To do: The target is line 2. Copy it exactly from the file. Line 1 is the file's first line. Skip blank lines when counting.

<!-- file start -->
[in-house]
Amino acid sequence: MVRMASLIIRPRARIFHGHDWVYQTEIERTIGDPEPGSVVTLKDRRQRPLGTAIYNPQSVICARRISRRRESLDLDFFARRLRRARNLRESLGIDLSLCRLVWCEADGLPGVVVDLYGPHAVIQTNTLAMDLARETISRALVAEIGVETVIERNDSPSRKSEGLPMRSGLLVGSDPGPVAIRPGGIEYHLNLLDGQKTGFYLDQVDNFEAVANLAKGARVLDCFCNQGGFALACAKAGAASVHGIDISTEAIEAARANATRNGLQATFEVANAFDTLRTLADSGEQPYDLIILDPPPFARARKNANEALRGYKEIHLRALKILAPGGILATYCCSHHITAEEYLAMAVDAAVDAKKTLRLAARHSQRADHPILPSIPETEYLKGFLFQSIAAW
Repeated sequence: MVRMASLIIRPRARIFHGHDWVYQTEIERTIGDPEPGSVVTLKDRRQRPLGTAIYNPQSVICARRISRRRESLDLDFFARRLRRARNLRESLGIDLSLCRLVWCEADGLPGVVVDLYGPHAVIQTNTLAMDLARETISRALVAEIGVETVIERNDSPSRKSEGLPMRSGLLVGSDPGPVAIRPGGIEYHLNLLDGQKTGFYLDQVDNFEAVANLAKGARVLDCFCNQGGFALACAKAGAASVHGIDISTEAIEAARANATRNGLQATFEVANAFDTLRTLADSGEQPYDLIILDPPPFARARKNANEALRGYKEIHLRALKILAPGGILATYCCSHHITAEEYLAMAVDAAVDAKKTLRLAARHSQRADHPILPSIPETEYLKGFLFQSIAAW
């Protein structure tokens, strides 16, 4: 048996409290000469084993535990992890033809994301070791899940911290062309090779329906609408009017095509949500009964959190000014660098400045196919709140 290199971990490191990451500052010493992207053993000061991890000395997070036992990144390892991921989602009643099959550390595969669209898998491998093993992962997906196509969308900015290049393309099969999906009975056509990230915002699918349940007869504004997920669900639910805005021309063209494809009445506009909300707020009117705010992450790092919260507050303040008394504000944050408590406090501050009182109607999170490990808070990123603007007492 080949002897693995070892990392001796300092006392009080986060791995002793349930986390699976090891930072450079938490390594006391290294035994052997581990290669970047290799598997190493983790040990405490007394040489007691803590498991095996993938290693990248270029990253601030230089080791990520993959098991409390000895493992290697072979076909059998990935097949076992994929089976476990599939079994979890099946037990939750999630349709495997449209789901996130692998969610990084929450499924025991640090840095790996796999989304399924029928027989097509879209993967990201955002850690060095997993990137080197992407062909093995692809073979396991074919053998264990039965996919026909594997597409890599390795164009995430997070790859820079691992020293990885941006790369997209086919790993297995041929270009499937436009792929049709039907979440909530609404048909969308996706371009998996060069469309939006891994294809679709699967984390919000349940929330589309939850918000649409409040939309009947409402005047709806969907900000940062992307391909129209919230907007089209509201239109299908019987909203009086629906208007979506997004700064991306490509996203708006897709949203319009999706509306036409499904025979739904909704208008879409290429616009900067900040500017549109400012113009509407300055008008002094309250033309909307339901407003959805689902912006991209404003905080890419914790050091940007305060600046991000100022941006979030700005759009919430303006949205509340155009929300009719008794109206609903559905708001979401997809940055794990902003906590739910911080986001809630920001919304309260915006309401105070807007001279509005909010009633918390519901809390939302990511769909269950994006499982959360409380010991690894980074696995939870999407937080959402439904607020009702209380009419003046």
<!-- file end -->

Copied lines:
Amino acid sequence: MVRMASLIIRPRARIFHGHDWVYQTEIERTIGDPEPGSVVTLKDRRQRPLGTAIYNPQSVICARRISRRRESLDLDFFARRLRRARNLRESLGIDLSLCRLVWCEADGLPGVVVDLYGPHAVIQTNTLAMDLARETISRALVAEIGVETVIERNDSPSRKSEGLPMRSGLLVGSDPGPVAIRPGGIEYHLNLLDGQKTGFYLDQVDNFEAVANLAKGARVLDCFCNQGGFALACAKAGAASVHGIDISTEAIEAARANATRNGLQATFEVANAFDTLRTLADSGEQPYDLIILDPPPFARARKNANEALRGYKEIHLRALKILAPGGILATYCCSHHITAEEYLAMAVDAAVDAKKTLRLAARHSQRADHPILPSIPETEYLKGFLFQSIAAW